BEST SUPPORTING ACTRESS
Olivia Colman, The Lobster
Naomie Harris, Moonlight (WINNER)
Lupita Nyong'o, Queen of Katwe
Molly Shannon, Other People
Michelle Williams, Manchester By The Sea
Everyone in Manchester is always doing their best work when in a scene with Michelle Williams. That's not an accident. Whatever emotional impact the film has, it's all due to her performance. Lupita Nyong'o gets to show lots of range in Queen of Katwe as the titular chess prodigy's young mother, and she tops even her great Oscar-winning performance in 12 Years a Slave, telling us all we need to know about this woman just by the way she walks. Olivia Colman is the perfect vessel for Lanthimos's deadpan dialogue as the Hotel Manager; thanks to her, you'll never look at a toaster the same way again. Even though her character is dying of cancer, Molly Shannon makes sure she comes alive, bringing her natural good humor to bear, equal parts defense mechanism and genuine good feelings. Pity poor Naomie Harris, though. Were Viola Davis not fraudulently competing in this category at the Oscars, her fierce, raw portrait of an addict mother at three stages of her life would likely have swept awards season, and justifiably so.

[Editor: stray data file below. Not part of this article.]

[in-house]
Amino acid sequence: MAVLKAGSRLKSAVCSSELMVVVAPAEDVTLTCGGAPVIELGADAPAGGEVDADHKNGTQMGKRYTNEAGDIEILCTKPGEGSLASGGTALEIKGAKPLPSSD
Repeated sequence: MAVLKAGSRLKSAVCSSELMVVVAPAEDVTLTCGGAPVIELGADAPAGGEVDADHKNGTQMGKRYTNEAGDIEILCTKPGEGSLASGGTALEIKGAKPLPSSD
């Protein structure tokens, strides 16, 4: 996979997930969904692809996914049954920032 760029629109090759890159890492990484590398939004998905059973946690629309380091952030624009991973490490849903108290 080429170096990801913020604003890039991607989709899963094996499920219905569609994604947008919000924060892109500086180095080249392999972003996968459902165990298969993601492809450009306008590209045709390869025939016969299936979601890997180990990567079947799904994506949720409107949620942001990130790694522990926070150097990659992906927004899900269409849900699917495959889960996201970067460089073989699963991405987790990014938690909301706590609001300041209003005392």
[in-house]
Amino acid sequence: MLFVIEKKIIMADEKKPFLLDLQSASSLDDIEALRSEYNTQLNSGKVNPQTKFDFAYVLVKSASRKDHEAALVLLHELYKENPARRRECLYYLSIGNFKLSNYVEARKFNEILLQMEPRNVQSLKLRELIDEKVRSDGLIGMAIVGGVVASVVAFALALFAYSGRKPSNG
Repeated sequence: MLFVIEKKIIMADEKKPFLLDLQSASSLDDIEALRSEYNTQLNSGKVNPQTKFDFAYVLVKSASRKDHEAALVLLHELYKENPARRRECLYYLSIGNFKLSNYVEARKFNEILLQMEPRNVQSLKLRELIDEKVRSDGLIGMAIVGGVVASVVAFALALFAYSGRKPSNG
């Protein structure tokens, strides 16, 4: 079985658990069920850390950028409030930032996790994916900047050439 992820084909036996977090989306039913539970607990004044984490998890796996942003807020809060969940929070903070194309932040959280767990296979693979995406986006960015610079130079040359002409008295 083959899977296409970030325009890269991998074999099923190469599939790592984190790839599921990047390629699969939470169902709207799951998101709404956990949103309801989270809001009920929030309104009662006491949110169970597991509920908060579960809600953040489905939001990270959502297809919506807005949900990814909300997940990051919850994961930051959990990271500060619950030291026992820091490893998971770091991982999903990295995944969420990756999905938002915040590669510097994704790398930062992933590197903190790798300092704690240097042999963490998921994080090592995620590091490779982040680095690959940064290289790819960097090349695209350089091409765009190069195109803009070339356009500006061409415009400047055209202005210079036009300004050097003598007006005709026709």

BEST LEADING ACTOR
Hugh Grant, Florence Foster Jenkins
Ryan Gosling, La La Land
Connor Jessup, Closet Monster
Peter Simonischek, Toni Erdmann
Denzel Washington, Fences (WINNER)
Jessup lets us see the genuine fear and longing battling it out for dominance in his sensitive portrait of a damaged gay teen coming of age. Ryan Gosling does it all in La La Land - sings, dances, plays piano - and he does it all with the same effortlessness that marks his off-the-charts chemistry with Emma Stone. Grant's bottomless charm goes a long way towards making St. Clair a sympathetic character, but he's also sneakily funny as Florence's devoted husband/failed actor. Jack Nicholson sure has big shoes to fill in the godforsaken Toni Erdmann remake, since Simonischek is so effortlessly sympathetic and weird simultaneously. It's a tricky balance that he pulls off to perfection. No one this year can touch Denzel's Troy Maxson, though. He's a true force of nature in Fences, swinging the entire world over to his axis wherever he goes. This is the best he's been in ages, and it's not like he's ever been one to phone it in.
BEST LEADING ACTRESS
Jessica Chastain, Miss Sloane
Viola Davis, Fences (WINNER)
Krisha Fairchild, Krisha
Isabelle Huppert, Elle
Natalie Portman, Jackie